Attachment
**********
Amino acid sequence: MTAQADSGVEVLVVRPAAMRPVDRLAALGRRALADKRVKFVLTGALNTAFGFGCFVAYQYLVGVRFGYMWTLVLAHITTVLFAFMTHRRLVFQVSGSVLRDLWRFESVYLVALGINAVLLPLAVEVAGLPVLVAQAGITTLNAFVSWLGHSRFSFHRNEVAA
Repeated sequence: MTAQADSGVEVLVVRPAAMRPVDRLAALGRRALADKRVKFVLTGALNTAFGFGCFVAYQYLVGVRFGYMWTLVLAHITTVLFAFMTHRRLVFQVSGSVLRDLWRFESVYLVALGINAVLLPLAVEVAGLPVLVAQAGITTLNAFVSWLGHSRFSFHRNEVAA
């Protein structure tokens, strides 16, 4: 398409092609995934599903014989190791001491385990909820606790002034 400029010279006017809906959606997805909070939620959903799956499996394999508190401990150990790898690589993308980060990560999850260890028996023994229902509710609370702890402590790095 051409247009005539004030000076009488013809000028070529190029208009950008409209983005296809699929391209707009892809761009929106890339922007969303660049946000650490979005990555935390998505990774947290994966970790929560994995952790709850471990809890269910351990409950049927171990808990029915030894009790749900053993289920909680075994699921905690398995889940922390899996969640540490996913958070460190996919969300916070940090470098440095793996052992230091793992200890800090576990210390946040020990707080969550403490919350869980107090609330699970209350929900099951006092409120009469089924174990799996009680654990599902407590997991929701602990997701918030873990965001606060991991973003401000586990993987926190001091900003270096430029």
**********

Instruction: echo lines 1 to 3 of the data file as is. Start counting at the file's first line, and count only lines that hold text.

Amino acid sequence: MTAQADSGVEVLVVRPAAMRPVDRLAALGRRALADKRVKFVLTGALNTAFGFGCFVAYQYLVGVRFGYMWTLVLAHITTVLFAFMTHRRLVFQVSGSVLRDLWRFESVYLVALGINAVLLPLAVEVAGLPVLVAQAGITTLNAFVSWLGHSRFSFHRNEVAA
Repeated sequence: MTAQADSGVEVLVVRPAAMRPVDRLAALGRRALADKRVKFVLTGALNTAFGFGCFVAYQYLVGVRFGYMWTLVLAHITTVLFAFMTHRRLVFQVSGSVLRDLWRFESVYLVALGINAVLLPLAVEVAGLPVLVAQAGITTLNAFVSWLGHSRFSFHRNEVAA
């Protein structure tokens, strides 16, 4: 398409092609995934599903014989190791001491385990909820606790002034 400029010279006017809906959606997805909070939620959903799956499996394999508190401990150990790898690589993308980060990560999850260890028996023994229902509710609370702890402590790095 051409247009005539004030000076009488013809000028070529190029208009950008409209983005296809699929391209707009892809761009929106890339922007969303660049946000650490979005990555935390998505990774947290994966970790929560994995952790709850471990809890269910351990409950049927171990808990029915030894009790749900053993289920909680075994699921905690398995889940922390899996969640540490996913958070460190996919969300916070940090470098440095793996052992230091793992200890800090576990210390946040020990707080969550403490919350869980107090609330699970209350929900099951006092409120009469089924174990799996009680654990599902407590997991929701602990997701918030873990965001606060991991973003401000586990993987926190001091900003270096430029």